For those of you who are honest and admit to watching television on occasion; imagine the scenes where they have some crazy brilliant computer whiz typing some crazy programming language with four screens of numbers continuously rolling by. That was the scene as Raj, the lead programmer, worked away every day in our woodshop turned office. The team would do tests and collect data each day, email it off to be digested overnight in China by contract programmers there and then incorporate the new info into the robot’s computer learning enabled system before running a new round of tests. I would so love to show this to either of my grandfathers (both lifetime farmers). This isn’t quite like throwing a few hands full of grain to the chickens and moving a few bales of hay around that get’s passed of as farming, even today, in many a movie.
In very basic terms the robot has multiple arms similar to what are used in a 3-D printer that are controlled by visual computer recognition of plants. The robot has to be able to effectively distinguish between crop and weeds and reach down into the row of crop plants and pull only the weeds with a pincer type of “hand”. We take this for granted when we pull weeds on the farm but to teach a computer how to do it right requires a lot of programming and careful thought. The latest greatest thing in the computer world is computer learning and this robot has it. The premise is to teach it the basics on what each weed or crop plant looks like but allow it to build on that. Foe example: If it spies a weed that fits the initial description that has been programmed into it but that weed has one leaf that has turned red due to stress it still recognizes the weed but makes a “mental note” that "Hey, this weed sometimes has red leaves”. If, in the future, it comes across a weed of that species that is, because of some sort of stress, completely red it can still identify it as a weed and pull it out. The more time it spends in the field the more “experienced” and "smarter" it gets. That’s more than I can say for some of my employees on some days! In defence of humans; the robot doesn’t get bored, have other issues on it’s mind, or have to worry about whether the job pays enough to live off.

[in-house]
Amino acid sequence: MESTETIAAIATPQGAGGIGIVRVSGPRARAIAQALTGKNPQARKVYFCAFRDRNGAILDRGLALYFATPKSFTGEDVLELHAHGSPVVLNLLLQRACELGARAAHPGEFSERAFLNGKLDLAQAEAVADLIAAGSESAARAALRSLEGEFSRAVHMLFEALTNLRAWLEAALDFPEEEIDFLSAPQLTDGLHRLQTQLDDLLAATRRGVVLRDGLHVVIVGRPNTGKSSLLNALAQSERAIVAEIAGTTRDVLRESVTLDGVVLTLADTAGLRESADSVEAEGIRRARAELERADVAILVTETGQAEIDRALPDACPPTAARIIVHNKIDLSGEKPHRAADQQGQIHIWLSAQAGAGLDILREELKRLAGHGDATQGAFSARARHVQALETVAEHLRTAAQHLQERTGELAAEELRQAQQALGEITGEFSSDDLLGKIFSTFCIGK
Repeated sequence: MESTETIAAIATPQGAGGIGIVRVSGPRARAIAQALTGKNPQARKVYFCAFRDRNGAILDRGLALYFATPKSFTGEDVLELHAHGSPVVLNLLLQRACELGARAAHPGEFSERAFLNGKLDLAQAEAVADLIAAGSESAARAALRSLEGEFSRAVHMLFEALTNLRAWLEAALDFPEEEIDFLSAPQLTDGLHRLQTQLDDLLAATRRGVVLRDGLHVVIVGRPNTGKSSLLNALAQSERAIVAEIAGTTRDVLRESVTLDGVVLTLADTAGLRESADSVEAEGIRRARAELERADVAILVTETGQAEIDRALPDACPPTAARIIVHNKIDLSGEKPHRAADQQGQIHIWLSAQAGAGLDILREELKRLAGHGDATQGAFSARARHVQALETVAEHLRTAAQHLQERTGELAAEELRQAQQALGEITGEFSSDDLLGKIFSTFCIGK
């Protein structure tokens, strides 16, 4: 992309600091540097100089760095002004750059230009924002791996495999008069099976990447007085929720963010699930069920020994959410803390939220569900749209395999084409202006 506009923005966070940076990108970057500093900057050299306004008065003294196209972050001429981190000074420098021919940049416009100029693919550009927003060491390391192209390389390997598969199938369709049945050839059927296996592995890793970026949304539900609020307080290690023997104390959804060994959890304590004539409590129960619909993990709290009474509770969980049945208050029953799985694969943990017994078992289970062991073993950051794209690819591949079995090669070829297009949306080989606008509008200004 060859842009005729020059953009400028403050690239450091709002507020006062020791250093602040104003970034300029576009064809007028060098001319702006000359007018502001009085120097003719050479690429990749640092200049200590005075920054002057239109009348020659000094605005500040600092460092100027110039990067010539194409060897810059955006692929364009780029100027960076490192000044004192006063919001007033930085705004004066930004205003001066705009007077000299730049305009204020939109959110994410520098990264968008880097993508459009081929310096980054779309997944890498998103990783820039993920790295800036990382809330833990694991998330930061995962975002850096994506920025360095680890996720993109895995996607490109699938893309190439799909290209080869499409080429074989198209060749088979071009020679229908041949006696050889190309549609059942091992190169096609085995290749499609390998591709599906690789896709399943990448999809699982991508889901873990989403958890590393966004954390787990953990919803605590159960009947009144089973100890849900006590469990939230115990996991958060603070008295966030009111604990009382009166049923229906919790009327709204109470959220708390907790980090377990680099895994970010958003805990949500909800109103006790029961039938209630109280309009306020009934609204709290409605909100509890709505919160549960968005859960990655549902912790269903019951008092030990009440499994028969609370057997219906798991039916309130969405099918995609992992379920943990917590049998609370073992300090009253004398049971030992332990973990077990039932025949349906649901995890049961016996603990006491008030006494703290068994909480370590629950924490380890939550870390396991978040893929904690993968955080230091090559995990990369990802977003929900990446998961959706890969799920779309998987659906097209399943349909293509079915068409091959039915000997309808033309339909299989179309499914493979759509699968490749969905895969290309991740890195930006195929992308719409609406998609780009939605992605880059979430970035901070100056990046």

I should point out that there are many version of weed control robots being developed but the Nexus robot is different. It is the only one that can single out, and then reach down and pull a single weed out of a crop row. That’s the “holy grail” of organic agriculture! All other robots either employ directed herbicide, lasers to burn weeds or a mechanical hoe system. This machine represents a paradigm shift that will eventually completely change the face and possibilities of ecologically sound agriculture.
So the plan for summer 2021, at this point, is to haves the first (or one of the first) field prototype in the fields at Elmridge Farm and doing the job that so many of us despise. Hopefully that, in turn, will reduce our $200k per year weeding expense……yes $200,000! Less expense means more profitability which translates to stability that allows us to stay in business, grow food in an ecologically sound way, help to maintain some sort of food security in this province, and improve the local economy.
I’ll keep you posted as things develop.
Keep eating your veggies.